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Fashion's Larger Problem
Retailers Offer Young Plus-Size Women Few Options for a Stylish Wardrobe

By Suzanne D'Amato
Washington Post Staff Writer
Tuesday, May 31, 2005

As a 23-year-old woman who stands 5 foot 8, weighs 185 pounds and wears a size 16, Johleen Solly of Arlington exists in retail purgatory: too big to shop at stores like J. Crew and American Eagle, which rarely stock 16s, and "a little too cool," as she puts it, for the dowdier clothes at plus-size stores like Lane Bryant.

"I'd like to be able to walk into a store with a size 2 friend, a size 22 friend and my size 16 self and all buy something to wear out on Friday night," she said. Instead, Solly, a government affairs coordinator for a trade association, builds her wardrobe from an assortment of department stores, boutiques that carry bigger sizes and places like Old Navy. She makes a particular point of avoiding retailers that offer her size only online and not in their stores.

"I want to go in the store," she said. "The way it is now, I feel like the market is telling us we're supposed to feel different."

The young, plus-size shopper, generally defined as a woman who wears a size 14 or greater, is becoming increasingly important to retailers. Plus-size apparel sales last year rose 13.2 percent, and teen plus-size rose 14.2 percent, compared with 5.6 percent for all women's clothes, according to one survey. Yet many young, plus-size women say they are belittled in stores, relegated to buying online -- or ignored, period.

"It's like that 'Pretty Woman' feeling," said Tracy Olivera, who is 5 foot 5 and 180 pounds, referring to a scene in the film in which snobbish salesclerks turn away Julia Roberts's character from a Beverly Hills boutique. "You're like, 'I have money, okay?' "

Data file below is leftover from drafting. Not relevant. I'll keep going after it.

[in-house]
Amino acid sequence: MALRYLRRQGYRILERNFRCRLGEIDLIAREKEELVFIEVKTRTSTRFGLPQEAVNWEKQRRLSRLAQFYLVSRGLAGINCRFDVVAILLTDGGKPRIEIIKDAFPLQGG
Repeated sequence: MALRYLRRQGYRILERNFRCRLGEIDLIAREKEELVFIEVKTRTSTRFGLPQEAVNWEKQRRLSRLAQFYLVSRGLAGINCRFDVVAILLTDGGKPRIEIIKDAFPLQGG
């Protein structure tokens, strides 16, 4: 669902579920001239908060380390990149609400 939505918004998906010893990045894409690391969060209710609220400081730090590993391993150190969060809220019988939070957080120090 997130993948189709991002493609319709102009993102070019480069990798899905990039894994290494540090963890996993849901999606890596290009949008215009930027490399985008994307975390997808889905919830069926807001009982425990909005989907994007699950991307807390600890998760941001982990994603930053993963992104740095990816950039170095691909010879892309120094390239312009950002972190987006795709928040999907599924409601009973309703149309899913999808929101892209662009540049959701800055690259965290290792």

As of this spring, shoppers such as Olivera, 26, an actress who lives in the District, have two fewer options: H&M and Jennifer Lopez's Sweetface Fashion LLC, brands known for style-conscious yet relatively affordable clothing, are discontinuing their plus-size lines in the United States. (H&M's collection, called BiB for Big is Beautiful, will continue to be sold in other countries.)

The moves struck some industry watchers as counterintuitive -- if only because Americans are becoming heavier. In 2002, 16 percent of teens were considered overweight, more than triple the figure in 1980. The average woman in her twenties weighs almost 29 pounds more than women did in 1960, according to the Centers for Disease Control and Prevention.

One frequently cited explanation for the companies' withdrawal from the market: Fat just isn't fashionable. No one wants to be associated with it.

"There are probably great debates in the boardrooms right now about how moving into that plus-size market might impact their core customer," said Wendy Farina, principal at retail consulting firm Kurt Salmon Associates.

"There's a real stigma against fat for the fashion world," said Laurie Henzel, the creative director of Bust magazine, a small-circulation glossy with a feminist bent. It is one of the few magazines to frequently feature plus-size models in fashion shoots.

Asked about H&M's decision to phase out BiB, from which she borrowed samples when she had a plus-size shoot, Henzel said, "I can only imagine [they thought] it wasn't cool enough for them."

Exile to Online

Several retailers, including the Gap and J. Crew as well as more explicitly teen-focused companies such as Delia's and American Eagle, sell larger sizes online than they do in stores. Many women interpret the practice as a case of companies' wanting to profit from the expansion of the American waistline without running the risk of tainting their image. "You can't do it all, so something has to give," said Marshal Cohen, chief industry analyst at NPD Group.

Industry research suggests that some plus-size women prefer to shop in private, often based on their negative experiences in stores. "Who are the people who are more willing to shop online than not? Plus-size women. They're so used to being shunned and sent out to the hinterlands that they expect this to be the situation," Cohen said.